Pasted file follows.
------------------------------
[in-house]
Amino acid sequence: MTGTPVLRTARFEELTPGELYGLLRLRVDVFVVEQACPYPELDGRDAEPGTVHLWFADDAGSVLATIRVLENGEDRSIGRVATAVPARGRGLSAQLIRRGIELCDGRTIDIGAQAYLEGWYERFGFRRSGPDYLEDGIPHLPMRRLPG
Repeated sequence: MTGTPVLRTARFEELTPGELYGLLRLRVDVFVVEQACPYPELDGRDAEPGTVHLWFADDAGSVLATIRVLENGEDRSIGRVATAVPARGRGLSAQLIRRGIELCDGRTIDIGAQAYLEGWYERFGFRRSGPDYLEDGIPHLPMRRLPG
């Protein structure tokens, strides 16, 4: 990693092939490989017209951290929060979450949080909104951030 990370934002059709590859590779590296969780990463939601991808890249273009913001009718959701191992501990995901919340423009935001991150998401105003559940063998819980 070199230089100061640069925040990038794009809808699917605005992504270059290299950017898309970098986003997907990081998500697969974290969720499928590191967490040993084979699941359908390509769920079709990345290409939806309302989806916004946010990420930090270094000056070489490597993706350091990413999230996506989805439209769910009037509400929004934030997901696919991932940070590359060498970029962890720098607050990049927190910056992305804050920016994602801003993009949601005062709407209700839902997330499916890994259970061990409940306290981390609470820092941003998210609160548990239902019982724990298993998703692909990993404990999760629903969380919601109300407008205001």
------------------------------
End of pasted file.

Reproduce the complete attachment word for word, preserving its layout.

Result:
[in-house]
Amino acid sequence: MTGTPVLRTARFEELTPGELYGLLRLRVDVFVVEQACPYPELDGRDAEPGTVHLWFADDAGSVLATIRVLENGEDRSIGRVATAVPARGRGLSAQLIRRGIELCDGRTIDIGAQAYLEGWYERFGFRRSGPDYLEDGIPHLPMRRLPG
Repeated sequence: MTGTPVLRTARFEELTPGELYGLLRLRVDVFVVEQACPYPELDGRDAEPGTVHLWFADDAGSVLATIRVLENGEDRSIGRVATAVPARGRGLSAQLIRRGIELCDGRTIDIGAQAYLEGWYERFGFRRSGPDYLEDGIPHLPMRRLPG
């Protein structure tokens, strides 16, 4: 990693092939490989017209951290929060979450949080909104951030 990370934002059709590859590779590296969780990463939601991808890249273009913001009718959701191992501990995901919340423009935001991150998401105003559940063998819980 070199230089100061640069925040990038794009809808699917605005992504270059290299950017898309970098986003997907990081998500697969974290969720499928590191967490040993084979699941359908390509769920079709990345290409939806309302989806916004946010990420930090270094000056070489490597993706350091990413999230996506989805439209769910009037509400929004934030997901696919991932940070590359060498970029962890720098607050990049927190910056992305804050920016994602801003993009949601005062709407209700839902997330499916890994259970061990409940306290981390609470820092941003998210609160548990239902019982724990298993998703692909990993404990999760629903969380919601109300407008205001």